They also sold his helmet.
Julien’s works exclusively with celebrities, handling property auctions for clients like Cher, the Osbournes, and Bette Midler. The company also did Michael Jackson’s Neverland Ranch auction two months before the singer’s death. Executive director Martin J. Nolan said that Julien’s first met with Reynolds back in January of 2013. Nolan spent much of 2014’s summer down in Jupiter, working with Reynolds on what to include.
In the lead-up to the auction, most of the press coverage nakedly boiled down the situation as either embarrassing or depressing; Nolan instead spun the auction as a practical matter, the natural outcome of getting older. “With somebody like Burt, where he’s 78 years of age, he decides to simplify and downsize and do it while he’s still in control,” he said. But Reynolds’s well-documented financial troubles are the reason the auction has been portrayed in less flattering terms. In 1996, he declared bankruptcy, and in 2011, his bank sought foreclosure on his Florida home, which he continues to fight. This past July, actress Loni Anderson, his second ex-wife, took him to court to settle the $154,520.98 debt she says he still owes her from their divorce settlement in the early 1990s. Still, days before the auction, Reynolds told Entertainment Tonight, “I am not broke.” Then he continued, “Quite frankly, I am sick of so many pictures of myself in my own home.”
A week before the event, Anderson herself took part in an auction in Los Angeles through Julien’s, mainly selling gifts that Reynolds had given her when they were together, as well as items like a nearly nude portrait of her, which he commissioned, that once hung in their living room, and her wedding ensemble from when they tied the knot in 1988. Anderson was also there in Las Vegas for the auction, arriving in the room on Thursday afternoon with her current husband, Bob Flick. She, too, explained the Reynolds auction in terms of aging, saying that the idea came about a year ago, when she and Burt had dinner with their son and Anderson’s daughter from her first marriage. Their children told them they were overwhelmed by the thought of dealing with Reynolds’s and Anderson’s stuff once they’d passed on. “The kids want to collect their own stuff; they’re not interested necessarily in redoing your life,” Anderson said. Back when Reynolds and Anderson shared a house in Los Angeles, they had so much art that they built a gallery onto the house. “We used to say we needed a house with more walls,” said Anderson. “There was not a bare space on a wall. There was not a surface that wasn’t filled.”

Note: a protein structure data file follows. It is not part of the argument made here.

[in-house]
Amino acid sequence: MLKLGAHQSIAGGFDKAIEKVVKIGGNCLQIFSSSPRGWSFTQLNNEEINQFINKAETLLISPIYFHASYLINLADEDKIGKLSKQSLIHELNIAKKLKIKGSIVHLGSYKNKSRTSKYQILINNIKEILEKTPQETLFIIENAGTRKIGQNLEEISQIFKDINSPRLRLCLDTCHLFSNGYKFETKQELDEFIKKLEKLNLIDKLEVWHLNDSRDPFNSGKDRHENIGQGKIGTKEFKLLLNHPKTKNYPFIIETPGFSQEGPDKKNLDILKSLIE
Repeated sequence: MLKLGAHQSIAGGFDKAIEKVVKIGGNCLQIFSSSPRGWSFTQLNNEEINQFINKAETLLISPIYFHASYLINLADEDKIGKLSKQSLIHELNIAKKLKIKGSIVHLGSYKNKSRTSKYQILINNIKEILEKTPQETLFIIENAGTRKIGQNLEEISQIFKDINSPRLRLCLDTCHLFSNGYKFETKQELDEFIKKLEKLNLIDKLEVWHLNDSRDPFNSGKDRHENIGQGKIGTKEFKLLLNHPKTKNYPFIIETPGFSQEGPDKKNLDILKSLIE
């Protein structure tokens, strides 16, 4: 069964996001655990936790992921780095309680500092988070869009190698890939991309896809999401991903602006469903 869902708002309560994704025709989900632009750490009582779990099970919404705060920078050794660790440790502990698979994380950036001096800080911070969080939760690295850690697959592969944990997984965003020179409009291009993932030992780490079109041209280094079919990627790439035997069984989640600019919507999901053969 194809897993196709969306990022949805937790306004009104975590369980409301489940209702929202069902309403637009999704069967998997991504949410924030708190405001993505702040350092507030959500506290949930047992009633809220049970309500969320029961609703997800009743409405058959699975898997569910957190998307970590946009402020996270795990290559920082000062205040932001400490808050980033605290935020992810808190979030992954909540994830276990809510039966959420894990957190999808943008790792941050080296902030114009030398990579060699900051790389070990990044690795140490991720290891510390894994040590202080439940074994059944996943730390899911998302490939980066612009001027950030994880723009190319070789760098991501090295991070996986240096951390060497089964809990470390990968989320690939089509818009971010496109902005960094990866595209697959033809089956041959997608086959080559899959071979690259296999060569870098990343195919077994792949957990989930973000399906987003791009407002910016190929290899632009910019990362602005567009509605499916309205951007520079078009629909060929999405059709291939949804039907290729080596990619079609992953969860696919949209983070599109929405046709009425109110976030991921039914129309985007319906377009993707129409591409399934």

When I asked her why she had decided to personally attend the auction, she replied, “Because I want to support him.” She explained that she knew the stories behind many of the items, and that if the people interested in buying those pieces heard those stories directly from her, they might be more likely to spend the money. She was also dutifully marking down how much each lot sold for.
The auction itself was a grind. The second day went on for more than eight hours, with no breaks. The vast majority of the sales went to online buyers who could enter their bids in real time, and the rest were split between buyers on the phone or the people actually sitting in the gallery. At the event’s busiest, the latter amounted to only a few dozen people. Most didn’t bid on anything, except for maybe one of Reynolds’s many firearms or a simple painting of a Western scene. They usually looked to be in their sixties, sporting either cowboy hats — the National Finals Rodeo was also in town — beards, or both. There wasn’t the manic rush of a livestock auction — or even Storage Wars — in which the auctioneer’s words become gibberish to the unseasoned ear. And unlike on eBay, there was no time limit, so it was up to the discretion of the auctioneer to declare a winning bidder.